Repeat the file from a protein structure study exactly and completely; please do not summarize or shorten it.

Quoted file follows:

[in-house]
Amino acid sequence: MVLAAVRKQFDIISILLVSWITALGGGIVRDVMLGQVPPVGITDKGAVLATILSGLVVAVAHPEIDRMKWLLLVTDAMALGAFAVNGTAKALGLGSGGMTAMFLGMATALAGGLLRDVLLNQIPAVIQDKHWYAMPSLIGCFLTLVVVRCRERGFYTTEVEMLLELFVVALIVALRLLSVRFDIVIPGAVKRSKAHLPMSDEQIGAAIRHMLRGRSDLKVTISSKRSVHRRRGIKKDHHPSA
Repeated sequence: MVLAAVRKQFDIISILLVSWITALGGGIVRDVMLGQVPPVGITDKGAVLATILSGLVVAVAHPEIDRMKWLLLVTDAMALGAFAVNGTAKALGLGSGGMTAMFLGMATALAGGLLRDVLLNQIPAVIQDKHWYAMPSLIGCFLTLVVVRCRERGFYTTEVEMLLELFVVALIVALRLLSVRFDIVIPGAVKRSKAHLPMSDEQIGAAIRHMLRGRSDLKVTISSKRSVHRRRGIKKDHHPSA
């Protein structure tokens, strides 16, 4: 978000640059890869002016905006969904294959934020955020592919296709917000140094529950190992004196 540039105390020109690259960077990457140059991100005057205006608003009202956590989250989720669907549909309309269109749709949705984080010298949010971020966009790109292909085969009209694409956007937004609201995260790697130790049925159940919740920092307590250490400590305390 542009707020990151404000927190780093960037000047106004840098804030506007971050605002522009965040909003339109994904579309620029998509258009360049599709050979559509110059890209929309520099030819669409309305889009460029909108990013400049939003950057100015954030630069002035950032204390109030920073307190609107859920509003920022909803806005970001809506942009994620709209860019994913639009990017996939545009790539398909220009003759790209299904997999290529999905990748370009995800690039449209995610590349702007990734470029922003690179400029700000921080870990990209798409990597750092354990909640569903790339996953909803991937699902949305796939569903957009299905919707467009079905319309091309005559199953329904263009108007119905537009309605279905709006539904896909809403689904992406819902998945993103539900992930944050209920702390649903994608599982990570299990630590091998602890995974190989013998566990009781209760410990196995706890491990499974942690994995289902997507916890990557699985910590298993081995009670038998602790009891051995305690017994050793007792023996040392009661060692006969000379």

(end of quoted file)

[in-house]
Amino acid sequence: MVLAAVRKQFDIISILLVSWITALGGGIVRDVMLGQVPPVGITDKGAVLATILSGLVVAVAHPEIDRMKWLLLVTDAMALGAFAVNGTAKALGLGSGGMTAMFLGMATALAGGLLRDVLLNQIPAVIQDKHWYAMPSLIGCFLTLVVVRCRERGFYTTEVEMLLELFVVALIVALRLLSVRFDIVIPGAVKRSKAHLPMSDEQIGAAIRHMLRGRSDLKVTISSKRSVHRRRGIKKDHHPSA
Repeated sequence: MVLAAVRKQFDIISILLVSWITALGGGIVRDVMLGQVPPVGITDKGAVLATILSGLVVAVAHPEIDRMKWLLLVTDAMALGAFAVNGTAKALGLGSGGMTAMFLGMATALAGGLLRDVLLNQIPAVIQDKHWYAMPSLIGCFLTLVVVRCRERGFYTTEVEMLLELFVVALIVALRLLSVRFDIVIPGAVKRSKAHLPMSDEQIGAAIRHMLRGRSDLKVTISSKRSVHRRRGIKKDHHPSA
């Protein structure tokens, strides 16, 4: 978000640059890869002016905006969904294959934020955020592919296709917000140094529950190992004196 540039105390020109690259960077990457140059991100005057205006608003009202956590989250989720669907549909309309269109749709949705984080010298949010971020966009790109292909085969009209694409956007937004609201995260790697130790049925159940919740920092307590250490400590305390 542009707020990151404000927190780093960037000047106004840098804030506007971050605002522009965040909003339109994904579309620029998509258009360049599709050979559509110059890209929309520099030819669409309305889009460029909108990013400049939003950057100015954030630069002035950032204390109030920073307190609107859920509003920022909803806005970001809506942009994620709209860019994913639009990017996939545009790539398909220009003759790209299904997999290529999905990748370009995800690039449209995610590349702007990734470029922003690179400029700000921080870990990209798409990597750092354990909640569903790339996953909803991937699902949305796939569903957009299905919707467009079905319309091309005559199953329904263009108007119905537009309605279905709006539904896909809403689904992406819902998945993103539900992930944050209920702390649903994608599982990570299990630590091998602890995974190989013998566990009781209760410990196995706890491990499974942690994995289902997507916890990557699985910590298993081995009670038998602790009891051995305690017994050793007792023996040392009661060692006969000379």